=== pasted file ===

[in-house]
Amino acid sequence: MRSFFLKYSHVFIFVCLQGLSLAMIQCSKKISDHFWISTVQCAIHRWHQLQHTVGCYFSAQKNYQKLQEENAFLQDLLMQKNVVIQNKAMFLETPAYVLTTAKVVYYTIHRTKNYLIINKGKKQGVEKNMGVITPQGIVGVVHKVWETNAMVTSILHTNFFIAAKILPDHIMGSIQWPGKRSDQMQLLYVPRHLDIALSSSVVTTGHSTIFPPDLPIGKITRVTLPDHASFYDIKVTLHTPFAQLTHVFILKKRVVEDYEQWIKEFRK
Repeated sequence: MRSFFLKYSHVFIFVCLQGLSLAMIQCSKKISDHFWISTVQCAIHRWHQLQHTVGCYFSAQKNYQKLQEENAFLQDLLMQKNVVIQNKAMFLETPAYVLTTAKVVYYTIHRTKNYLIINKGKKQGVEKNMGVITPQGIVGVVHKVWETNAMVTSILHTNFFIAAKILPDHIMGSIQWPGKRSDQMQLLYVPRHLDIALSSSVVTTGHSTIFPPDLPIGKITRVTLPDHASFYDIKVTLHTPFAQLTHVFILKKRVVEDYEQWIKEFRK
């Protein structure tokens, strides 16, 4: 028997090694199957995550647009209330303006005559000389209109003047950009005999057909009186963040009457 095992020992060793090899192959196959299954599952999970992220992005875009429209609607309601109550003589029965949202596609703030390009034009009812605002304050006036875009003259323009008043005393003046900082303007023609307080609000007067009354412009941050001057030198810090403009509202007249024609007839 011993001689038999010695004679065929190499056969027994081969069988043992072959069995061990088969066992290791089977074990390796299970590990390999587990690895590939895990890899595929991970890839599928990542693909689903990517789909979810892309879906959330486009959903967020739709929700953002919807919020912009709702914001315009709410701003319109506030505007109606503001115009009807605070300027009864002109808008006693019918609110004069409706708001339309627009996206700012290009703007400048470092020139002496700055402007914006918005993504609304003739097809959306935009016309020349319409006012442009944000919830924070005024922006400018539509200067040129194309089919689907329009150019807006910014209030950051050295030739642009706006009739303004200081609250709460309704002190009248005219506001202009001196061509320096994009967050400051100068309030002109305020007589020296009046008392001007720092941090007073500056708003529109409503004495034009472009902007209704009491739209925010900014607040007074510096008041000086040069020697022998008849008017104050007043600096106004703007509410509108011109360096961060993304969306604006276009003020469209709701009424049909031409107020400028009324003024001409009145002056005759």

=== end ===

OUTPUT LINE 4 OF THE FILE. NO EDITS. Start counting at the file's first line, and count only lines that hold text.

């Protein structure tokens, strides 16, 4: 028997090694199957995550647009209330303006005559000389209109003047950009005999057909009186963040009457 095992020992060793090899192959196959299954599952999970992220992005875009429209609607309601109550003589029965949202596609703030390009034009009812605002304050006036875009003259323009008043005393003046900082303007023609307080609000007067009354412009941050001057030198810090403009509202007249024609007839 011993001689038999010695004679065929190499056969027994081969069988043992072959069995061990088969066992290791089977074990390796299970590990390999587990690895590939895990890899595929991970890839599928990542693909689903990517789909979810892309879906959330486009959903967020739709929700953002919807919020912009709702914001315009709410701003319109506030505007109606503001115009009807605070300027009864002109808008006693019918609110004069409706708001339309627009996206700012290009703007400048470092020139002496700055402007914006918005993504609304003739097809959306935009016309020349319409006012442009944000919830924070005024922006400018539509200067040129194309089919689907329009150019807006910014209030950051050295030739642009706006009739303004200081609250709460309704002190009248005219506001202009001196061509320096994009967050400051100068309030002109305020007589020296009046008392001007720092941090007073500056708003529109409503004495034009472009902007209704009491739209925010900014607040007074510096008041000086040069020697022998008849008017104050007043600096106004703007509410509108011109360096961060993304969306604006276009003020469209709701009424049909031409107020400028009324003024001409009145002056005759």